Don’t forget, Part A is automatically given to you if you paid 10 years (or 40 quarters) into the system while you were of working age. Part B has a premium which is currently $144.60 and higher if you are in a really high-income bracket, and this money comes out of your social security check before you get it from the Federal Government. If you pick a Medigap Plan, the letter that covers all expenses so you do not ever receive a bill, you will pay an additional $175.00 on top of the $144.60. Then, you will need to include a Part D prescription drug plan which can cost up to $65.00 a month depending on the carrier you choose. Your total cost for the month? $384.60 (or 4600.00 for the year).
If you go with a Medicare Advantage Plan with Part D included, you would pay the Part B premium, then the cost of the plan you choose, either a Medicare PPO or Medicare HMO plan. These can cost up to $175.00 a month as well but they have perks such as gym memberships, free eye wear, acupuncture, or free vitamins, which are not included in Medigap plans. Even if you are lucky enough to find one at a zero premium, you will still have your copays, deductibles, and coinsurance. An average Medicare enrollee will pay approximately $6,000.00 out of pocket in 2020. This includes premiums, deductibles, coinsurances and uncovered expenses. The best question to ask yourself is: would you rather pay everything upfront (Medigap) or pay after your doctor bills you copays, deductibles, and coinsurance--but with perks, such as a fitness membership (Medicare Advantage with Part D)?
Other Ways to Keep Medicare Costs Down
Keep in mind you can keep cost down if a good deal of homework is done on your part. Ask questions, find out which carrier in your area is offering Medicare Advantage or Medigap plans. Do some price comparisons. Once you have narrowed your choices down to three insurance names you recognize, make sure your physicians take the plans. It is heartbreaking to say the least when you pick a great plan and your doctor is not in the network with that particular carrier. You can check this by either calling your primary care physician and specialist, or by going to that carrier’s website and checking the network of providers in your area. The carriers are mandated to send out directories upon request. Sometimes, physicians sign up at the last minute and may not make the directory printing. Your best course of action is to call your list of physicians.
One other thing to consider is if you are dual eligible or not. If your Medicare (Social Security) check is on the lower side, you may qualify for Medicaid on top of your Medicare. This is known as being “dual eligible.” Qualifying for Medicare and Medicaid is nice because you do not normally see any doctor bill what-so-ever. You can ask Medicare when you call 1-800-Medicare if you qualify. Your social security check has to be in the $600.00 range or lower in order to be dual eligible.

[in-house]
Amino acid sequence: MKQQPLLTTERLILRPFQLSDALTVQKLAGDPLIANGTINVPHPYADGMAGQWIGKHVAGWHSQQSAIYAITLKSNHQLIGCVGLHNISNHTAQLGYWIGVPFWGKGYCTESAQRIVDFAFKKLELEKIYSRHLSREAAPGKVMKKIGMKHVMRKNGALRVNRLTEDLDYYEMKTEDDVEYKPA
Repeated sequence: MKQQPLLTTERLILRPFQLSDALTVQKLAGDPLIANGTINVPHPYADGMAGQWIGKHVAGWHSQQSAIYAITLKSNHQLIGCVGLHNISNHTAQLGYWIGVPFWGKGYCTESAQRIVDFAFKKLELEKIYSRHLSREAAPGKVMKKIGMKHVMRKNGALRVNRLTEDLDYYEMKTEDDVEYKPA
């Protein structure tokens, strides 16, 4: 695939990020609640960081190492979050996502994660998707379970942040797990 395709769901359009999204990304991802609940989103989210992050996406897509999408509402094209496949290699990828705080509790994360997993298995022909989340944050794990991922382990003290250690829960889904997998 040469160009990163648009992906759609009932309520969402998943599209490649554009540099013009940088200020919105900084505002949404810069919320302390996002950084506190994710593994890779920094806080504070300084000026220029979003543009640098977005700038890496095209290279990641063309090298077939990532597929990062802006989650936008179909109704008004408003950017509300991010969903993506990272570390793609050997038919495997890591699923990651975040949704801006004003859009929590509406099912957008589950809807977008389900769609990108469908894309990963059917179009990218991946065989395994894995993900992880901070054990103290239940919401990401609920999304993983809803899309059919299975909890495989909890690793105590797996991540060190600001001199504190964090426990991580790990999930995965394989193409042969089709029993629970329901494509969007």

Let’s look at some questions:
- What if I have a frequent interaction with doctors and hospitals? How much would I pay under Plan A and B? This is a great question. Remember, Part A is free once you turn 65 if you paid 10 years or 40 quarters into the system. If you have never worked outside of the home, then you qualify for your spouse’s benefits. Part B requires you to pay a premium and a deductible.
- How much do I pay if I add a Medigap plan? How much do I pay under a Medicare Advantage Plan? Medigap plans range in price based on your geographic area and if you are a smoker or non-smoker. The top Medigap plan that covers everything is going to be more expensive than the catastrophic plan that only helps with inpatient hospital stays. Medicare Advantage Plans range in price as well based on PPO or HMO, and the work you have to do to stay in your network of providers. Medigap plans may be expensive on the front end, but you do not have a copay or a coinsurance on the back end. Medicare Advantage Plans have copays and a coinsurance; however, the perks are nice even if you are a semi-active senior.
If you are on the healthier side, a Medicare Advantage plan can save you money. The nice thing is that if you do have a bad year, you can change your Medicare plan during the next open enrollment. One thing we do know is that original Medicare, just the Red, White and Blue card is not enough. The deductibles are simply too high even if you have just one hospital stay (over $1,000 dollars). Picking a Medicare Advantage Plan or a Medigap plan is a necessary cost in order to keep your overall medical cost down.